Skip to main content
You are the owner of this article.
You have permission to edit this article.
Jury finds Boswell guilty of murder in killing of Sydney Loofe
breaking topical featured

Jury finds Boswell guilty of murder in killing of Sydney Loofe

  • Updated
  • 0

LEXINGTON — After making it through a second trial, hearing the terrible details about their daughter's killing and dismemberment nearly three years ago, Sydney Loofe's parents sat surrounded by family in a courtroom annex watching video of the verdict as it was read in a courtroom a block away Wednesday.

Bailey Boswell was guilty of first-degree murder.

Guilty of improper disposal of human skeletal remains.

And guilty of conspiracy to commit murder.

In closing arguments, defense paints Boswell as another of Trail's victims

On the video feed, Boswell kept her eyes down, as she had when the state showed graphic images of Loofe's dismembered remains to the jury.

Loofe's mom, Susie, and her sister, MacKenzie, wiped away tears.

After deliberating for just more than three hours, the jury of eight men and four women returned the verdict at 12:45 p.m., finding Boswell, 26, guilty.

Boswell's attorney, Todd Lancaster, declined to comment on the verdict, saying it would be inappropriate at this time, given that it's a death penalty case and Boswell will face an aggravation and mitigation trial later before a three-judge panel. 

The hearing, where Boswell will learn if she will get life in prison or death for the crimes, wasn't immediately set.

Boswell looks into her lap as photos from autopsy shown to jury

A hearing for her co-defendant, Aubrey Trail, is set to start Dec. 15, following a Saline County jury last year finding him guilty of the murder and conspiracy charges. Trail pleaded guilty to unlawful disposal of human remains prior to trial.

He maintained then that he killed Loofe accidentally while choking her during sex, then got rid of the body because he didn't think police would believe him. He has denied Boswell had anything to do with it.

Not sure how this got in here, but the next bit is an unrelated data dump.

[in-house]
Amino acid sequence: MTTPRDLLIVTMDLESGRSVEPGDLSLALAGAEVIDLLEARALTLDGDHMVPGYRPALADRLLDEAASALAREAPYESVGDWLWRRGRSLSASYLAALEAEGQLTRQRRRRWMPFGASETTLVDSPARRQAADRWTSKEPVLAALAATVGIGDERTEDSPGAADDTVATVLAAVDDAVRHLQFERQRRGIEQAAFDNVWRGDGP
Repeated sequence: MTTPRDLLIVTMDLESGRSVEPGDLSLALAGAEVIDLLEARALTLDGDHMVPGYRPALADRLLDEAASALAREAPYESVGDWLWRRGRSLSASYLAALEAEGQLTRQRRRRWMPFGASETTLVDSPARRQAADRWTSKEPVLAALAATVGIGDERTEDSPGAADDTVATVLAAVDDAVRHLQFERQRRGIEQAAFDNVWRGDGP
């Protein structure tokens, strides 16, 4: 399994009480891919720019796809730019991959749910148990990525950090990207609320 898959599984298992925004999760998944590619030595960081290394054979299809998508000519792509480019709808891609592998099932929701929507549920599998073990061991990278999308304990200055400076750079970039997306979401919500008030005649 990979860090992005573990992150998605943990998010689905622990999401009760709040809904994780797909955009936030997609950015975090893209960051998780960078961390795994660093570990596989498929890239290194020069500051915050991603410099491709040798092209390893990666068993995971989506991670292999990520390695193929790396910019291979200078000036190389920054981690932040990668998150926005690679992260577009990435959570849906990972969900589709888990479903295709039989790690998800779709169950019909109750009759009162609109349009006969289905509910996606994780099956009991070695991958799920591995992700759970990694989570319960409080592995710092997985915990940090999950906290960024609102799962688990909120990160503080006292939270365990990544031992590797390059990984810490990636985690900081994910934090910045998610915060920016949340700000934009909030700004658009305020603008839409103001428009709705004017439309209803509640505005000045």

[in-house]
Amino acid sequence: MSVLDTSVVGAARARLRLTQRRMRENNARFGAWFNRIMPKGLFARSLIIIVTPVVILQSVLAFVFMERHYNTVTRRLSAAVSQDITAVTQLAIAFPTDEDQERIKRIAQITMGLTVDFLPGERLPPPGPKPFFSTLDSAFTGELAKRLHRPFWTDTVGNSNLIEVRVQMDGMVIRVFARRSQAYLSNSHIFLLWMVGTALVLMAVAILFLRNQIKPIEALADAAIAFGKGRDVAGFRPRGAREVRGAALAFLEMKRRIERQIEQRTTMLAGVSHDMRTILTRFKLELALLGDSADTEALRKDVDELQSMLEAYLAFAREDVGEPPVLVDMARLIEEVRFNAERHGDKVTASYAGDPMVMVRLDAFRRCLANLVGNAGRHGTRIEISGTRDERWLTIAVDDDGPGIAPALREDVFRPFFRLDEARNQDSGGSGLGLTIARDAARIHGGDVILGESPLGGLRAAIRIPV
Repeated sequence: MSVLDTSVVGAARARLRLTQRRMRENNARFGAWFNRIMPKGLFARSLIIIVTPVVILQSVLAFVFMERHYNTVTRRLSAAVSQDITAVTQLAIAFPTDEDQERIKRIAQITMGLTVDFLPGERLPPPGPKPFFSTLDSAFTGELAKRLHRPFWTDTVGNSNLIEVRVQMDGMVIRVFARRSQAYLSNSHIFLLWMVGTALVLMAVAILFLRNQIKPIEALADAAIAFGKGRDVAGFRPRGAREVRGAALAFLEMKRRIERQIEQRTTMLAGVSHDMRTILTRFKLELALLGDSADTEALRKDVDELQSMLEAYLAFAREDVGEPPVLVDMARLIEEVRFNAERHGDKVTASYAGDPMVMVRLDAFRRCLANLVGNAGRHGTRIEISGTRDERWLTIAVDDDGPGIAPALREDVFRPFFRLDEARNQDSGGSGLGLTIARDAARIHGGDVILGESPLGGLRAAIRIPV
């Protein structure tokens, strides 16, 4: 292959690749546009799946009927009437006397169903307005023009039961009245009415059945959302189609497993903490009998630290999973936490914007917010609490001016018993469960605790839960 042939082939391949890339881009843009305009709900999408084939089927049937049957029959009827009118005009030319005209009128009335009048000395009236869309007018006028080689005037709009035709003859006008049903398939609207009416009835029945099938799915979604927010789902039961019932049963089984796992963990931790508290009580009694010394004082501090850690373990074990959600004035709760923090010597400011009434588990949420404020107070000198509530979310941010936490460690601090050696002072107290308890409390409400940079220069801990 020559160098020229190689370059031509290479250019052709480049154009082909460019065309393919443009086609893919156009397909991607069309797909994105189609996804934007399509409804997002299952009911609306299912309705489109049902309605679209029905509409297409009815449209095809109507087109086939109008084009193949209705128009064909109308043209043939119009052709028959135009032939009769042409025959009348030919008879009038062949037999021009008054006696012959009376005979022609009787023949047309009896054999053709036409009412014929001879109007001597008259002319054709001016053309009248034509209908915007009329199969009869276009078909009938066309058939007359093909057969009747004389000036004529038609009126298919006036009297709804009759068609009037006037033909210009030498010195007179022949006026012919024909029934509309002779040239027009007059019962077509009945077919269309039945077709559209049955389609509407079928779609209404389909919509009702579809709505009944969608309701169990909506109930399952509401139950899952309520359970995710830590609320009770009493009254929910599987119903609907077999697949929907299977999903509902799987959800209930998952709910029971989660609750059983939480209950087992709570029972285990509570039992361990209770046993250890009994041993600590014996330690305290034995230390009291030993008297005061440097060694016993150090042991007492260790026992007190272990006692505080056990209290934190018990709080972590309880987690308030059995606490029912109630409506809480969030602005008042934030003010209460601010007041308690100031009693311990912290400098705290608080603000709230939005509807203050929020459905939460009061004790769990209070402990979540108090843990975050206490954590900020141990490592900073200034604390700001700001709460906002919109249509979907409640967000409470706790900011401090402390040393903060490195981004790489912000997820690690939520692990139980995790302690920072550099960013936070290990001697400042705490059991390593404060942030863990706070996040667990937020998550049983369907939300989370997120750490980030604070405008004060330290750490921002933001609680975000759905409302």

Prosecutors say Trail and Boswell worked lockstep to recruit young women in a conspiracy to kill and ultimately chose Loofe as their victim. And that Boswell lured her to their Wilber apartment the night of Nov. 15, 2017, under the guise of a date after matching on the dating app Tinder.

Within 24 minutes of getting there, Boswell and Trail attacked and killed her, Assistant Attorney General Mike Guinan said in closing arguments Tuesday. 

Lancaster contended that Boswell was another of Trail's victims and that, like other women who testified about the pair's talk of witchcraft, torture and killing, he had indoctrinated her to where she feared the punishment he would dole out if she didn't obey. 

The jury rejected the idea, taking just slightly longer than it took Trail's jury to find him guilty last year.

Witness at Boswell trial: 'I paid three psychologists to forget this incident'

Walking out after the verdict, juror Ed Scheuffele of Overton told the Omaha World-Herald: “As you went along, the evidence just added up, more and more and more.”

Logan Lashman of Gothenburg, the jury foreman, said that each of the jurors had their own opinions, "but they agreed on the facts."

They were unanimous on the first vote on each count, he said.

“It wasn’t close for me,” fellow juror Jerry Fales of Cozad said.

Boswell trial turns to talk of witchcraft: 'To get your power, you would have to breathe in someone's last breath'

In a news release, Nebraska Attorney General Doug Peterson said he was pleased with Wednesday's decision.

"We once again offer our sympathy to the Loofe family with our hope the justice system provides some measure of condolement to them for the loss of their daughter Sydney," he said.

The Loofe and Boswell families, both watching from the annex, left without comment. 

Susie Loofe reported her daughter missing Nov. 16, 2017, after she learned that Sydney  didn't show up for work. Her disappearance sparked a massive search for her, then a manhunt for Boswell and Trail and ultimately to the discovery of Loofe's remains in plastic bags scattered along gravel roads in central Nebraska’s Clay County.

Boswell could become the first woman sentenced to death in the state.

Loofe texted friend after first date with Boswell: 'I hope she doesn't have a boyfriend'

Photos from Bailey Boswell's trial

Photos of Aubrey Trail in court

Reach the writer at 402-473-7237 or

On Twitter @LJSpilger


Sign up for our Crime & Courts newsletter

* I understand and agree that registration on or use of this site constitutes agreement to its user agreement and privacy policy.

Public safety reporter

Lori Pilger is a Norfolk native and University of Nebraska-Lincoln graduate who has been a public safety reporter for the Journal Star since 2005.

Related to this story

Get up-to-the-minute news sent straight to your device.


News Alerts

Breaking News

Husker News